Go was invented more than 3000 years ago in China, though some think it was nearer 4000 years. In the beginning, the game had a close connection with the laws of nature, politics and economics, strategy and intelligence, and it was also a theocratic tool for the ancient emperors to rule society. The game is mentioned in the Analects of Confucius, the greatest ancient work of Chinese philosophy and ethics, written in the 6th century BC. It came to Japan about 1,500 years ago via the Korean peninsula, and became popular at the Japanese court among the Imperial family, the aristocracy and court ladies. It makes several appearances in the 11th century masterpiece "The Tale of Genji", often described as the world's first novel. Later, it spread to the warrior classes and the Buddhist priesthood and eventually flourished throughout the country.
Japan 1600-1868The game of Go made its most significant development during the Edo period (1603-1868). The central figure was the first head of the Honinbo school, Sansa (1559-1623), who taught the three warlords who ruled Japan during his lifetime, Nobunaga, Hideyoshi, and Ieyasu. Sansa became the head of the state Go Academy (Godokoro) and established the system of hereditary Go schools. The head of the four Go schools (Honinbo, Yasui, Inoue, Hayashi) would compete for the honor of their schools in games played at Edo Castle in the presence of the Shogun. Many great players, such as Dosaku, Jowa and Shusaku, appeared during the Edo period. State support of Go, in the form of stipends for professional players, made possible great advances in the level of Go skills and theory during the Edo period, and this laid the basis for the modern prosperity of the game.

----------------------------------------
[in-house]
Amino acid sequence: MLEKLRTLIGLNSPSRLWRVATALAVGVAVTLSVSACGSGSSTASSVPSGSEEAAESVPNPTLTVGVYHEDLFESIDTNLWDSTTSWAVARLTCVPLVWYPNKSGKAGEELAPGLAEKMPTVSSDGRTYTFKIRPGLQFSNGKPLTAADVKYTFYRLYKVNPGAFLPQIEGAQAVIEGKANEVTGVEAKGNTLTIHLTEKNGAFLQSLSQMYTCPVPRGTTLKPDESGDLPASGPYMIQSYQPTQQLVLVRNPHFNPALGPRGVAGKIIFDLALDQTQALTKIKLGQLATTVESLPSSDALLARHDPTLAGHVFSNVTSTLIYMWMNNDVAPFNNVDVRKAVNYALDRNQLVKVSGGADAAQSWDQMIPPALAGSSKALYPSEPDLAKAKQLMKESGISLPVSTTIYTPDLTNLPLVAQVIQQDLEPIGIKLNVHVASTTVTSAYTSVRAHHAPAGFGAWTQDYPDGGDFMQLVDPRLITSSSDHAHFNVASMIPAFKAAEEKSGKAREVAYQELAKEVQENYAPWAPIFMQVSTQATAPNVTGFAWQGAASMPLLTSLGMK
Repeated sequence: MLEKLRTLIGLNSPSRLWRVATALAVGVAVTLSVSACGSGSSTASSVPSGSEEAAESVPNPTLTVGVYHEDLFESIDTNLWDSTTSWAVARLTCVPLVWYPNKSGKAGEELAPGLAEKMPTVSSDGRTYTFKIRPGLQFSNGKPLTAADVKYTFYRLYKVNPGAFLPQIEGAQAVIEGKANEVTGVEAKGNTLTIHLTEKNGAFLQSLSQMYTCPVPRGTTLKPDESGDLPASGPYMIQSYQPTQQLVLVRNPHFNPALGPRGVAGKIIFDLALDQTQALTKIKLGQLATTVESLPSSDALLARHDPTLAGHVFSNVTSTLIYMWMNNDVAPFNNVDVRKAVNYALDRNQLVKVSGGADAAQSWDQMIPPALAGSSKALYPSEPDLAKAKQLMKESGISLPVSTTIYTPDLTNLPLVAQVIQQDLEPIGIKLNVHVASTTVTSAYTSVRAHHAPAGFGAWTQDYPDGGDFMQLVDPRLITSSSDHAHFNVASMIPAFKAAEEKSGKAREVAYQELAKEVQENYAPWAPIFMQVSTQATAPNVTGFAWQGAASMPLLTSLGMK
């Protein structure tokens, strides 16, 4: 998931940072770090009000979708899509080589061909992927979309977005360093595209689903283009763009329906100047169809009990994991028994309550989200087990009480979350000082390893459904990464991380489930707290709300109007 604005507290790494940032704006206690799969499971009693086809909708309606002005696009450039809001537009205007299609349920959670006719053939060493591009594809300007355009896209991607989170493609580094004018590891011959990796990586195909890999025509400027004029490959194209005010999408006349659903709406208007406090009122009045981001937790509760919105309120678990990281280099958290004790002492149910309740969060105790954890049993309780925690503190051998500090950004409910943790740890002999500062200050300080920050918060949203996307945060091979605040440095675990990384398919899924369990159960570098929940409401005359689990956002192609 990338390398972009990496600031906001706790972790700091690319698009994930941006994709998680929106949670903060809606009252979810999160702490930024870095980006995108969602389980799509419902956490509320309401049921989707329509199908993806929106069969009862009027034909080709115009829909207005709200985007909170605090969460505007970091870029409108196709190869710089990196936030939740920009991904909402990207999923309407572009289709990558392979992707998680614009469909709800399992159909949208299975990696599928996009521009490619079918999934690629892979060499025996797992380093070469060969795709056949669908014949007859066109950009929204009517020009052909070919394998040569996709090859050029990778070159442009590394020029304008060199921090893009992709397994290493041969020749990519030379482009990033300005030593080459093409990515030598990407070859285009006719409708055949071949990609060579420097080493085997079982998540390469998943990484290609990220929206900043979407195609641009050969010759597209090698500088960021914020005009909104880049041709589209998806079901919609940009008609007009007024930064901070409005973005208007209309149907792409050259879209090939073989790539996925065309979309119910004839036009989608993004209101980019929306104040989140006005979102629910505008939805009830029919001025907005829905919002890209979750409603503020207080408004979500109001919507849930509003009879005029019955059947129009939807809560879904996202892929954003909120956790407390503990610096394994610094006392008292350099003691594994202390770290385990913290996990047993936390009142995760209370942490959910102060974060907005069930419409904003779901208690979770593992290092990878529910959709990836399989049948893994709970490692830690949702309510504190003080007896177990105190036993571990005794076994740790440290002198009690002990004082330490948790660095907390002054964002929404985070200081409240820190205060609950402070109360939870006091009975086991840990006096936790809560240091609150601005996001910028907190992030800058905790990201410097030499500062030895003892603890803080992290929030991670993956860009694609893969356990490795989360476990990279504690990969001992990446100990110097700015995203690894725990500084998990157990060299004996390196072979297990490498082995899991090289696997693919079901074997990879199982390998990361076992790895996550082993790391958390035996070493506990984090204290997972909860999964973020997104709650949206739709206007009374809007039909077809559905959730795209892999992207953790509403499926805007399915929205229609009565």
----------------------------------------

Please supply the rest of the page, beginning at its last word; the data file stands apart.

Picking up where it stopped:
Japan: the Modern Era
After modernization and westernization began in the Meiji period (1868-1912), various new Go organizations appeared. Stimulated by the advances in Go technique in Japan, the game started to enjoy a revival in China, its original homeland. Also, during the Meiji period, Westerners visiting Japan learnt the game and began to teach it in Europe and America.In 1924, the different Go organizations in Japan combined to form the Nihon Ki-in or the Japan Go Association. This is still the main Go body in Japan; it promotes the playing of professional and amateur Go among people of all ages in Japan and around the world. The game first became strongly established in the 1920s and 1930s in the U.S. and in Europe. One result was the founding of the European Go Championship in 1938, a tournament which remains today the most important European tournament. Today numerous tournaments are held throughout the year in many countries throughout the world, including those held by the Iberoamerican Go Federation, in Canada, Australia or elsewhere. Most prominent are the European Go Congress (held in a different European country each year) and the American Go Congress.